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Development of a Scale to Assess the Linguistic and Phonological Difficulty of Passwords

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Part of the Lecture Notes in Computer Science book series (LNISA,volume 8528)


Institutions often require or recommend that their employees use secure, system-generated passwords. It is not clear how well linguistic and phonological language properties map onto complex, randomly-generated passwords. Passwords containing a mix of letters, numbers, and other symbol characters may or may not be similar to common patterns in spoken or written English. The Linguistic Phonological Difficulty (LPD) scoring rubric was created by considering the extent to which a string of characters in a password resembles ordinary spoken or written language patterns. LPD is a score calculated through a six-rule process that considers these spoken and written patterns of English as well as memory load. These rules can be applied to any password. Our research explores mapping linguistic and phonological language properties onto complex randomly generated passwords to assess behavioral performance.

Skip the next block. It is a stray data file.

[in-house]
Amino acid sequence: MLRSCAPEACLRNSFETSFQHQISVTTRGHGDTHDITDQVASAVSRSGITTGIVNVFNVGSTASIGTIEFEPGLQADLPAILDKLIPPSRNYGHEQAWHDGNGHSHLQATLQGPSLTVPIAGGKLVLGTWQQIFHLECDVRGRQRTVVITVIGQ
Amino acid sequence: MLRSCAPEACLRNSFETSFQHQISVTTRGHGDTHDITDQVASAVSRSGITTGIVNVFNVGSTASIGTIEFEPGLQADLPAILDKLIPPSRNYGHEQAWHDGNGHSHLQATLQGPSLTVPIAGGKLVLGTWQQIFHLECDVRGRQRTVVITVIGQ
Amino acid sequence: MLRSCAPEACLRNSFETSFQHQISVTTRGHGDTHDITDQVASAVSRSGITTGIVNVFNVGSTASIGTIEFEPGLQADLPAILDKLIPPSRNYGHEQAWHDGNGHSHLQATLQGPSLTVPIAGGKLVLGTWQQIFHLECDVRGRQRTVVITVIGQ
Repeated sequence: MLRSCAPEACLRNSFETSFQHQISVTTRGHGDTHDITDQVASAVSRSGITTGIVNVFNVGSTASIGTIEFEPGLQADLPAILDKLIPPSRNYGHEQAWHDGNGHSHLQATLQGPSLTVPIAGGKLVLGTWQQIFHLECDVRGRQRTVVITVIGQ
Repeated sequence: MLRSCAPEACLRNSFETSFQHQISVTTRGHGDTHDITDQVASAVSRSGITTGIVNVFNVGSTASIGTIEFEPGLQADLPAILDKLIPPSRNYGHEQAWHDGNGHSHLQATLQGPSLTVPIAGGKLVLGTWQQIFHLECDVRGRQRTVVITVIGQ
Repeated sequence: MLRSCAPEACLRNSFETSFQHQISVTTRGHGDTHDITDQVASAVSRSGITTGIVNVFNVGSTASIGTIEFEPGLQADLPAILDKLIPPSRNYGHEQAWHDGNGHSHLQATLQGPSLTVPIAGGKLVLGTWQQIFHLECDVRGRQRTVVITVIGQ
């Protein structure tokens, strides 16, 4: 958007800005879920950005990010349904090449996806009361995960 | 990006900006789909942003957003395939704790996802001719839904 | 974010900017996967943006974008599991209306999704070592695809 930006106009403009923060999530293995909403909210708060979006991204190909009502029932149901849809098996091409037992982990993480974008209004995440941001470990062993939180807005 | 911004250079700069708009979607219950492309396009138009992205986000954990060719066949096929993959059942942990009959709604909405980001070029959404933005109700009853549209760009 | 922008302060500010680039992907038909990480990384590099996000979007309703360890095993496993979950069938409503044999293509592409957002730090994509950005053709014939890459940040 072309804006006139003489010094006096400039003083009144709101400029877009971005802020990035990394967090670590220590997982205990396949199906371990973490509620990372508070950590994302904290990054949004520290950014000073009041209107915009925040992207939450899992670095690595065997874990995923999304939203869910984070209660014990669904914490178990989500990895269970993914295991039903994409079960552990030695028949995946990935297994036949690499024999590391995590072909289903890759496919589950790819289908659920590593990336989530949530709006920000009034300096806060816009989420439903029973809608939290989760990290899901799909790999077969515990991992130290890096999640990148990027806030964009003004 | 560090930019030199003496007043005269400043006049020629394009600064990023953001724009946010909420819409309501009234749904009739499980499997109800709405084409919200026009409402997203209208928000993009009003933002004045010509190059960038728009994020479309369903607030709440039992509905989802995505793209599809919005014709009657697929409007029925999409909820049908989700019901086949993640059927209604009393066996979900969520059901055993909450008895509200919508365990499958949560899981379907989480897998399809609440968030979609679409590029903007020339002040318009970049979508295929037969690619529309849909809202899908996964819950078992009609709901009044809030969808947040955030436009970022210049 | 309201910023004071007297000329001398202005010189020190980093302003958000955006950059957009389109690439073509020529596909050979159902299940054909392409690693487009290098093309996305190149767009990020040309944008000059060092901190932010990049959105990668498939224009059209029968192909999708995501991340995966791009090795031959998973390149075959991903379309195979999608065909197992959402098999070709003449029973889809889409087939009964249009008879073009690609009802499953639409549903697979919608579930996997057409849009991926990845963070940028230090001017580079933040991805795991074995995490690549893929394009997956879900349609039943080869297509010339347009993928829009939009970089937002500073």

• passwords
  • memorability
  • linguistics
  • phonology

The rights of this work are transferred to the extent transferable according to title 17 U.S.C. 105.


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Bergstrom, J.R. et al. (2014). Development of a Scale to Assess the Linguistic and Phonological Difficulty of Passwords. In: Rau, P.L.P. (eds) Cross-Cultural Design. CCD 2014. Lecture Notes in Computer Science, vol 8528. Springer, Cham.

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  • Publisher Name: Springer, Cham

  • Print ISBN: 978-3-319-07307-1

  • Online ISBN: 978-3-319-07308-8

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